The six academic teams came from across the globe: some from universities in South America, others from former republics of the Soviet Union. But regardless of their homeland, each delegation saw potential in their engineering students and flew all the way to Stanford to learn how to seed an entrepreneurial ecosystem on their native soil.
The six teams comprised the first cohort of a new offering by the Stanford Technology Ventures Program (STVP) called the Faculty Fellows Program. Over their two-week visit, STVP-affiliated faculty advised the teams on how to implement entrepreneurship studies in class, create extracurricular educational experiences and address practical issues such as navigating their universities’ bureaucracies.
The new program, one of STVP’s global-outreach efforts, welcomed faculty from universities in Armenia, China, Colombia, Lithuania, Mexico and Uruguay – as well as academic professionals and industry partners also interested in spurring entrepreneurship in the aforementioned countries.
From July 29 to Aug. 9, they took part in a rich array of activities, including mentor sessions with consulting professors in the Stanford School of Engineering’s Department of Management Science and Engineering (MS&E). They also visited startups in Silicon Valley and San Francisco.
During opening presentations on day one, the group from Armenia – a relatively small nation that has seen slow growth in entrepreneurship since the fall of Communism – began by describing how conditions are now ripe in their country to create a culture of innovation. For instance, Armenia currently boasts 360 companies in the information and communications technology sector, with almost two-thirds specializing in software development.
“The idea of coming to Stanford was how can we better implement [a] tech-ventures program,” said Rafael Lorenzo, director of innovation and entrepreneurship at a business park in Mexico operated by the Monterrey Institute of Technology and Higher Education.
The teams also attended workshops in design thinking and creativity, as well as a presentation on Stanford’s approach to entrepreneurship education by MS&E Professor Tom Byers. The teams worked together on entrepreneurship-education projects that they planned to implement upon their return home, and throughout the visit, they gathered feedback and insights to incorporate into their work.
“The Faculty Fellows Program works within an important part of STVP’s mission, to support entrepreneurship education at a global level.”Rebecca Edwards, STVP’s manager of global programs, said the Faculty Fellows Program aims to provide professors and administrators in other countries with a forum to think deeply about cultivating an entrepreneurial ecosystem within their universities – while learning from peers from around the world.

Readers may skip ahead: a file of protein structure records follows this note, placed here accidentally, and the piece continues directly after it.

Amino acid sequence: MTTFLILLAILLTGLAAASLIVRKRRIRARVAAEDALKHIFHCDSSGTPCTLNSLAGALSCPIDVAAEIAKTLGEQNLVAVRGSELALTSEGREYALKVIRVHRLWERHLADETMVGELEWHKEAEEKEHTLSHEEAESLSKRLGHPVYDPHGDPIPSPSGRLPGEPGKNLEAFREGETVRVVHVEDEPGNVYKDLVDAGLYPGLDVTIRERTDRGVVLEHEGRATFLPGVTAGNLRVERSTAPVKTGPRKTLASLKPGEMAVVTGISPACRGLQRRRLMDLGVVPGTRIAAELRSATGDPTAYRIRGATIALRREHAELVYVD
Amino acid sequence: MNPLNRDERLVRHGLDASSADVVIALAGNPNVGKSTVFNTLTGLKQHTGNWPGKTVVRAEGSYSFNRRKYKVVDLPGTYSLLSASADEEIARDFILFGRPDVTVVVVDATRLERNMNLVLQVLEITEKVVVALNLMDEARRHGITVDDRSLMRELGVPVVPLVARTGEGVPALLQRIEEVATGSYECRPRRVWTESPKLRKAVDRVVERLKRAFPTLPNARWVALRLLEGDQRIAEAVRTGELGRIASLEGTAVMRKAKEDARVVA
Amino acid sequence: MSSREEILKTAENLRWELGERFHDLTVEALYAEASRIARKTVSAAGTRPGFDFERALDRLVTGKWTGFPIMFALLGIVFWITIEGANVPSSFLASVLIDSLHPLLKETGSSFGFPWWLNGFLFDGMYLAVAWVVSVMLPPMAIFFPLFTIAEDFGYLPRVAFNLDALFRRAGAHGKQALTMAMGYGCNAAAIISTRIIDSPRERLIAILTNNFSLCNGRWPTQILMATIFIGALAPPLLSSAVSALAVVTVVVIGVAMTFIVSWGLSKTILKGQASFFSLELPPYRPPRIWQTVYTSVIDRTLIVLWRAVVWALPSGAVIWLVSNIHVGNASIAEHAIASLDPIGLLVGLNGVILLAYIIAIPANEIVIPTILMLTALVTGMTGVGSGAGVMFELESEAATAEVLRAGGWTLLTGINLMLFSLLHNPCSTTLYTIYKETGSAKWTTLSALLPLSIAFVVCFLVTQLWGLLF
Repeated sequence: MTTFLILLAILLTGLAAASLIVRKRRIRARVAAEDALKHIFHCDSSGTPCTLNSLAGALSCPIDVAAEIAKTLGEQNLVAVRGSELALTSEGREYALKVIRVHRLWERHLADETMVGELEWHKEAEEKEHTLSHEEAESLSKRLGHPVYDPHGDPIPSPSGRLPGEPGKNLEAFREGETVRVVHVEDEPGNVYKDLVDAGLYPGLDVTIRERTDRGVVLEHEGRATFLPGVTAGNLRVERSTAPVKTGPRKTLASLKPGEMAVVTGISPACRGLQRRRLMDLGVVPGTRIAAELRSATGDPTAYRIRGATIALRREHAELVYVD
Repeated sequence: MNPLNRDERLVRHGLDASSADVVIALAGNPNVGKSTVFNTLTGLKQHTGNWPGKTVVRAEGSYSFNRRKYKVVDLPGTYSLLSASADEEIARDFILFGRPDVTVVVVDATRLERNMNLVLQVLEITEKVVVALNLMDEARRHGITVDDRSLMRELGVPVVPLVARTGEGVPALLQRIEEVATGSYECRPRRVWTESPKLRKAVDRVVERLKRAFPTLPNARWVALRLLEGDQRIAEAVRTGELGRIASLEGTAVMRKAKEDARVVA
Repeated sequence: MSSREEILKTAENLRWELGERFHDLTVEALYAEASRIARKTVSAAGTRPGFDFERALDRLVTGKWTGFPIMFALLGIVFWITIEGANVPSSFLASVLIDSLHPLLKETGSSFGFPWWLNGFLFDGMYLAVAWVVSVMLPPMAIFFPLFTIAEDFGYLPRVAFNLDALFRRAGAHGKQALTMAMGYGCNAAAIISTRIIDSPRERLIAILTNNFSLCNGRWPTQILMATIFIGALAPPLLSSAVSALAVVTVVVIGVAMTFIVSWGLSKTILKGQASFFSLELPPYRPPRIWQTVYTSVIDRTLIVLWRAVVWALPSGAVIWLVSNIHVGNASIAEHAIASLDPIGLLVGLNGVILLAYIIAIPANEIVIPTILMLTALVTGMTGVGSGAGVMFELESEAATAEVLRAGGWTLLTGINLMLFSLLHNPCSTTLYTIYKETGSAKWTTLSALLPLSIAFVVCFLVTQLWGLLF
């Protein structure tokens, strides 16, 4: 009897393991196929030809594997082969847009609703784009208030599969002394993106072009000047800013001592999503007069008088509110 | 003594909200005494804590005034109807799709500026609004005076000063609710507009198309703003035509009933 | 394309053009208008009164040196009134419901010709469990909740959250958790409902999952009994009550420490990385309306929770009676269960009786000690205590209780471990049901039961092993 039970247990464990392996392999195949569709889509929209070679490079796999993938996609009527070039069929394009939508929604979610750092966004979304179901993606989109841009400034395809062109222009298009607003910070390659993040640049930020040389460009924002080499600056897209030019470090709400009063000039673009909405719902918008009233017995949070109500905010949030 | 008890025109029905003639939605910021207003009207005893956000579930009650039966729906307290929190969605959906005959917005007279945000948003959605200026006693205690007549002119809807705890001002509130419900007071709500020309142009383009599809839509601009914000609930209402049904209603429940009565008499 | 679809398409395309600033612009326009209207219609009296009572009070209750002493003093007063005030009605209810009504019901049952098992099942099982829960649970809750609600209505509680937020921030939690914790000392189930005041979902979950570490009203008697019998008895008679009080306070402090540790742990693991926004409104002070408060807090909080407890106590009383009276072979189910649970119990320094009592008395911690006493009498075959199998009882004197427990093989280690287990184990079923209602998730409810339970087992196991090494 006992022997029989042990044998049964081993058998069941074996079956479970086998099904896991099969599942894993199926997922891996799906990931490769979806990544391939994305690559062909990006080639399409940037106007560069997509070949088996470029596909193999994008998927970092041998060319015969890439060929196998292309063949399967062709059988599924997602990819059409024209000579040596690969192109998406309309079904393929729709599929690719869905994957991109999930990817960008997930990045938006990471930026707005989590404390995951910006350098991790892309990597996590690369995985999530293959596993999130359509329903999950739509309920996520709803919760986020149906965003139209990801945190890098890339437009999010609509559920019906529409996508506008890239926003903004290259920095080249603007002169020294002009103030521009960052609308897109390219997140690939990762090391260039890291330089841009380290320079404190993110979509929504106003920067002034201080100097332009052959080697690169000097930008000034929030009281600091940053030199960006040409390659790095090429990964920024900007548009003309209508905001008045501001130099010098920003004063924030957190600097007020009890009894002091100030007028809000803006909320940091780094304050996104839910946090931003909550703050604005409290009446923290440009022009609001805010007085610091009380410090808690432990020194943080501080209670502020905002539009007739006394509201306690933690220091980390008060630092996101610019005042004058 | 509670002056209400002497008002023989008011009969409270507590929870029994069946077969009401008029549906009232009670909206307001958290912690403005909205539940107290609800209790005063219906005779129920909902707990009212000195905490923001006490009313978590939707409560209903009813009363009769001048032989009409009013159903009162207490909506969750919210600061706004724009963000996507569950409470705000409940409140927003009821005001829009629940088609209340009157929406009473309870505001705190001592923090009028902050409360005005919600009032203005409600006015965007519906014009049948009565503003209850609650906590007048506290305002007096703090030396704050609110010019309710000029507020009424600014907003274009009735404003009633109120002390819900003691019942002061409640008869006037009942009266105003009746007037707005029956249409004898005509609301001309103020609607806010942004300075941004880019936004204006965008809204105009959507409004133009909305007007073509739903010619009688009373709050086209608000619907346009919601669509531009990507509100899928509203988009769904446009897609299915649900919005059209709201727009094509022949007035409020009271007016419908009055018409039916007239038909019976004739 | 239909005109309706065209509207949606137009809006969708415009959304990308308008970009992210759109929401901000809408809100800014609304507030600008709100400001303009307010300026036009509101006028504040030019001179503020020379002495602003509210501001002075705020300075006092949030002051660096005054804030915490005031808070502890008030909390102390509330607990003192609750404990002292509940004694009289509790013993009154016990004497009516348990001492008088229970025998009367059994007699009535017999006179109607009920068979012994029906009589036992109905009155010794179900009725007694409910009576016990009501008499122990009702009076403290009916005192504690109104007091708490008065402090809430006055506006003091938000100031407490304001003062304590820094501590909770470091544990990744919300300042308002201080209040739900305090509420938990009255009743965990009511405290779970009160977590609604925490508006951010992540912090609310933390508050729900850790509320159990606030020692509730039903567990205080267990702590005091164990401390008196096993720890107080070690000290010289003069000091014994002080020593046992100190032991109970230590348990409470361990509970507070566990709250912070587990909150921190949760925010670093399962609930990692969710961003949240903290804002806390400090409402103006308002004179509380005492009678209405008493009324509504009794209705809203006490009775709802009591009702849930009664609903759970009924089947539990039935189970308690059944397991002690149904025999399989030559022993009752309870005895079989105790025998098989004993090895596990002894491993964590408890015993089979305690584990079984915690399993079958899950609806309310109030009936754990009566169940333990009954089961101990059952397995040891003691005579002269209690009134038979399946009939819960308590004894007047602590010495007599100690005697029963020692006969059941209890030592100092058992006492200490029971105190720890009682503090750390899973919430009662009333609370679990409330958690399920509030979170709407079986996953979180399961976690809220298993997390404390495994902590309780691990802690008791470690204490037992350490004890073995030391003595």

“The Faculty Fellows Program works within an important part of STVP’s mission, to support entrepreneurship education at a global level,” Edwards said. “Our students come from all over the world and graduate into a global community, and so it’s our responsibility to participate in the conversation with our colleagues from around the world.”
The team from Lithuania was led by Professor Monika Petraite, dean of the social sciences faculty at Kaunas University of Technology. The campus has about 12,000 students – many coming from Kazakhstan and countries in the Middle East – and a teaching staff of just over 1,000. During her team’s opening presentation on July 29, she discussed the need for entrepreneurship education in the university’s engineering curriculum.
Actually, an entrepreneurial ecosystem appears to be taking root in Lithuania. Kaunas has an “entrepreneurial development center” that it has established in partnership with Aalto University in Finland; and in 2010, Kaunas began work on an integrated technology, science and education center.
But despite these and other efforts, Petraite said the university has failed to build up a “constant flow” of entrepreneurial activities. The challenge, she explained, was figuring out how to implement entrepreneurship education and related activities broadly across the curriculum.
“There is a lot of movement, and there is a lot of hope and energy towards entrepreneurship and innovation,” Petraite said of the current business climate in Lithuania. “Our 21st century economy requires much more entrepreneurial leadership from our engineering students.”
Two weeks later, Petraite and her teammates began the cohort’s closing-presentations session with a five-point outline for implementing their plan. It included enlisting 10 instructors, leveraging their university’s 130,000-member alumni community and launching a visiting-lecture program that will help students sharpen their English. They also listed blogging as a way to generate interest among potential students.
Other teams also expressed optimism after two weeks of being immersed in Stanford’s entrepreneurial culture and engaging with its faculty and peers from the other campuses. This included the team from Armenia, which consisted of a top administrator from the American University of Armenia and two representatives from the local business community.
“The STVP program has helped us better understand how we should establish our entrepreneurship center, the aspects of focus and where we should start,” said Sona Martirosyan, an education-projects coordinator at the Microsoft Innovation Center in Armenia. “We’re more than convinced that this project is going to be a success thanks to the joint efforts, time and resources invested in the Faculty Fellows Program.”
See more photos from the Faculty Fellows Program on STVP’s Facebook page.